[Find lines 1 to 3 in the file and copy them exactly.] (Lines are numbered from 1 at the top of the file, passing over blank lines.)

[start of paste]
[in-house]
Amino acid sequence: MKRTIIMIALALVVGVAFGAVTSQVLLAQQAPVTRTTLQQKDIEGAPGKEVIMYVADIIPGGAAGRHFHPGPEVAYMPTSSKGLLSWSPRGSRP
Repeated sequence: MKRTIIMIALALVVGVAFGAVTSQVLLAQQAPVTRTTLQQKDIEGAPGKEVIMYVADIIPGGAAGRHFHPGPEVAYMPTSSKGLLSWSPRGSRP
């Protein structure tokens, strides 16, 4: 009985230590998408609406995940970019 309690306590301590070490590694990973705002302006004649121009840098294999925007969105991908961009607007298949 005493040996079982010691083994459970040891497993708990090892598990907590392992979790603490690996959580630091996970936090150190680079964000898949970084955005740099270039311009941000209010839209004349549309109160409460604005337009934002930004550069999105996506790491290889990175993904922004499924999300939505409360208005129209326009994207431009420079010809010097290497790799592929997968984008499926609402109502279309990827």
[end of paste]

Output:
[in-house]
Amino acid sequence: MKRTIIMIALALVVGVAFGAVTSQVLLAQQAPVTRTTLQQKDIEGAPGKEVIMYVADIIPGGAAGRHFHPGPEVAYMPTSSKGLLSWSPRGSRP
Repeated sequence: MKRTIIMIALALVVGVAFGAVTSQVLLAQQAPVTRTTLQQKDIEGAPGKEVIMYVADIIPGGAAGRHFHPGPEVAYMPTSSKGLLSWSPRGSRP